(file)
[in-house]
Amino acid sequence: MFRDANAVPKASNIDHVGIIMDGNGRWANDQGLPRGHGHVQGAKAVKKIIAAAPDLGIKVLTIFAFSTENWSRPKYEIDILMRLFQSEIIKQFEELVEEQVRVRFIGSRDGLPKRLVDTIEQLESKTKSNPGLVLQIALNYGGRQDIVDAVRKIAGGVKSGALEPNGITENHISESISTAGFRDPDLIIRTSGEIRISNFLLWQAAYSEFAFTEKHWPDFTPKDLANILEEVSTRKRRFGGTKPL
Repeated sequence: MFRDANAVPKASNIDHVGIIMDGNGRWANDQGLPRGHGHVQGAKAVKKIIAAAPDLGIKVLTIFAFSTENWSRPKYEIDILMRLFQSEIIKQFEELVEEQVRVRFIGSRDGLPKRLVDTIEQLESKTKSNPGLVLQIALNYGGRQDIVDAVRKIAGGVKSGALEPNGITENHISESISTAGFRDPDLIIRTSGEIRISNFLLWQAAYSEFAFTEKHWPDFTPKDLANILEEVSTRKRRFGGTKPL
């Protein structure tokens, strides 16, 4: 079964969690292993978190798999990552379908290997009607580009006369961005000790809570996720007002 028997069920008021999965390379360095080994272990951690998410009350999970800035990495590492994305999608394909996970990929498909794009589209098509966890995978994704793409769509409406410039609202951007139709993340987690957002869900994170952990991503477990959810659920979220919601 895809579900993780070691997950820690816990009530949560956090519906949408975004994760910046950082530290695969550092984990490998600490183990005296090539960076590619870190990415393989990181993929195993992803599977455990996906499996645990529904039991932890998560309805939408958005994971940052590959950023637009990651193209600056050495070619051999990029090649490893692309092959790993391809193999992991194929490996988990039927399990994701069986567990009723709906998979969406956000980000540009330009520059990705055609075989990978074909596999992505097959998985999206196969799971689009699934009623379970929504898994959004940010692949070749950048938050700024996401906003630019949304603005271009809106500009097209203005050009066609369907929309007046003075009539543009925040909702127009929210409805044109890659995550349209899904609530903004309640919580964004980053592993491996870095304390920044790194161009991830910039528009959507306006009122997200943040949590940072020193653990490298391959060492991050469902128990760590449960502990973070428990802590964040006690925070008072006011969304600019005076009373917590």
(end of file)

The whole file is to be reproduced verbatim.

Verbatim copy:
[in-house]
Amino acid sequence: MFRDANAVPKASNIDHVGIIMDGNGRWANDQGLPRGHGHVQGAKAVKKIIAAAPDLGIKVLTIFAFSTENWSRPKYEIDILMRLFQSEIIKQFEELVEEQVRVRFIGSRDGLPKRLVDTIEQLESKTKSNPGLVLQIALNYGGRQDIVDAVRKIAGGVKSGALEPNGITENHISESISTAGFRDPDLIIRTSGEIRISNFLLWQAAYSEFAFTEKHWPDFTPKDLANILEEVSTRKRRFGGTKPL
Repeated sequence: MFRDANAVPKASNIDHVGIIMDGNGRWANDQGLPRGHGHVQGAKAVKKIIAAAPDLGIKVLTIFAFSTENWSRPKYEIDILMRLFQSEIIKQFEELVEEQVRVRFIGSRDGLPKRLVDTIEQLESKTKSNPGLVLQIALNYGGRQDIVDAVRKIAGGVKSGALEPNGITENHISESISTAGFRDPDLIIRTSGEIRISNFLLWQAAYSEFAFTEKHWPDFTPKDLANILEEVSTRKRRFGGTKPL
């Protein structure tokens, strides 16, 4: 079964969690292993978190798999990552379908290997009607580009006369961005000790809570996720007002 028997069920008021999965390379360095080994272990951690998410009350999970800035990495590492994305999608394909996970990929498909794009589209098509966890995978994704793409769509409406410039609202951007139709993340987690957002869900994170952990991503477990959810659920979220919601 895809579900993780070691997950820690816990009530949560956090519906949408975004994760910046950082530290695969550092984990490998600490183990005296090539960076590619870190990415393989990181993929195993992803599977455990996906499996645990529904039991932890998560309805939408958005994971940052590959950023637009990651193209600056050495070619051999990029090649490893692309092959790993391809193999992991194929490996988990039927399990994701069986567990009723709906998979969406956000980000540009330009520059990705055609075989990978074909596999992505097959998985999206196969799971689009699934009623379970929504898994959004940010692949070749950048938050700024996401906003630019949304603005271009809106500009097209203005050009066609369907929309007046003075009539543009925040909702127009929210409805044109890659995550349209899904609530903004309640919580964004980053592993491996870095304390920044790194161009991830910039528009959507306006009122997200943040949590940072020193653990490298391959060492991050469902128990760590449960502990973070428990802590964040006690925070008072006011969304600019005076009373917590």